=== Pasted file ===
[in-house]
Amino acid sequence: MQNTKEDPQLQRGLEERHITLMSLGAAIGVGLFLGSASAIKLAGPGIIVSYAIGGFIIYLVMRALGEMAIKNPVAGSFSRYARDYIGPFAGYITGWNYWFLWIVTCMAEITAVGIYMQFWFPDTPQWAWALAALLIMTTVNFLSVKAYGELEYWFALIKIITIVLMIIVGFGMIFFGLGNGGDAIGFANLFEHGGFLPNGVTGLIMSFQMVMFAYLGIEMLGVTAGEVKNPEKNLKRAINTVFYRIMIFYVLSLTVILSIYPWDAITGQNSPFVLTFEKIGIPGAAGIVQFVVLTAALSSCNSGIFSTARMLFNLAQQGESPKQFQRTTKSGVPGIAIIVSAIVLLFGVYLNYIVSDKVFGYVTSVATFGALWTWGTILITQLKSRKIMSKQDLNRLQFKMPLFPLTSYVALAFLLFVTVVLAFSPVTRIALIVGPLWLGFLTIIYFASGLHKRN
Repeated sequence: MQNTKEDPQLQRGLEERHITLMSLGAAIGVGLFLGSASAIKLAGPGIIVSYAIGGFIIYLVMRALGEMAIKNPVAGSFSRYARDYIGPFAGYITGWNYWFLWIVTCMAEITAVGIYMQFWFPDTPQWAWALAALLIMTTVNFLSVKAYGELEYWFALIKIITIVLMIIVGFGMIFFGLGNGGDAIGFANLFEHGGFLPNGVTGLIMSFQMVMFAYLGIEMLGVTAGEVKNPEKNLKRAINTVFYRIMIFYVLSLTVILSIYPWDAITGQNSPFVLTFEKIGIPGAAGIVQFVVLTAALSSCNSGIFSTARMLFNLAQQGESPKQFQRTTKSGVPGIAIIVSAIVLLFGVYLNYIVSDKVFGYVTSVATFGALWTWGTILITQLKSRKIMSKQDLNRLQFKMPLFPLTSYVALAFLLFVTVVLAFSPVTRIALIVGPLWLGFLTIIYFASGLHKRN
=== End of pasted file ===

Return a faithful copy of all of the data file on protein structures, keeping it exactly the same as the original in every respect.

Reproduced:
[in-house]
Amino acid sequence: MQNTKEDPQLQRGLEERHITLMSLGAAIGVGLFLGSASAIKLAGPGIIVSYAIGGFIIYLVMRALGEMAIKNPVAGSFSRYARDYIGPFAGYITGWNYWFLWIVTCMAEITAVGIYMQFWFPDTPQWAWALAALLIMTTVNFLSVKAYGELEYWFALIKIITIVLMIIVGFGMIFFGLGNGGDAIGFANLFEHGGFLPNGVTGLIMSFQMVMFAYLGIEMLGVTAGEVKNPEKNLKRAINTVFYRIMIFYVLSLTVILSIYPWDAITGQNSPFVLTFEKIGIPGAAGIVQFVVLTAALSSCNSGIFSTARMLFNLAQQGESPKQFQRTTKSGVPGIAIIVSAIVLLFGVYLNYIVSDKVFGYVTSVATFGALWTWGTILITQLKSRKIMSKQDLNRLQFKMPLFPLTSYVALAFLLFVTVVLAFSPVTRIALIVGPLWLGFLTIIYFASGLHKRN
Repeated sequence: MQNTKEDPQLQRGLEERHITLMSLGAAIGVGLFLGSASAIKLAGPGIIVSYAIGGFIIYLVMRALGEMAIKNPVAGSFSRYARDYIGPFAGYITGWNYWFLWIVTCMAEITAVGIYMQFWFPDTPQWAWALAALLIMTTVNFLSVKAYGELEYWFALIKIITIVLMIIVGFGMIFFGLGNGGDAIGFANLFEHGGFLPNGVTGLIMSFQMVMFAYLGIEMLGVTAGEVKNPEKNLKRAINTVFYRIMIFYVLSLTVILSIYPWDAITGQNSPFVLTFEKIGIPGAAGIVQFVVLTAALSSCNSGIFSTARMLFNLAQQGESPKQFQRTTKSGVPGIAIIVSAIVLLFGVYLNYIVSDKVFGYVTSVATFGALWTWGTILITQLKSRKIMSKQDLNRLQFKMPLFPLTSYVALAFLLFVTVVLAFSPVTRIALIVGPLWLGFLTIIYFASGLHKRN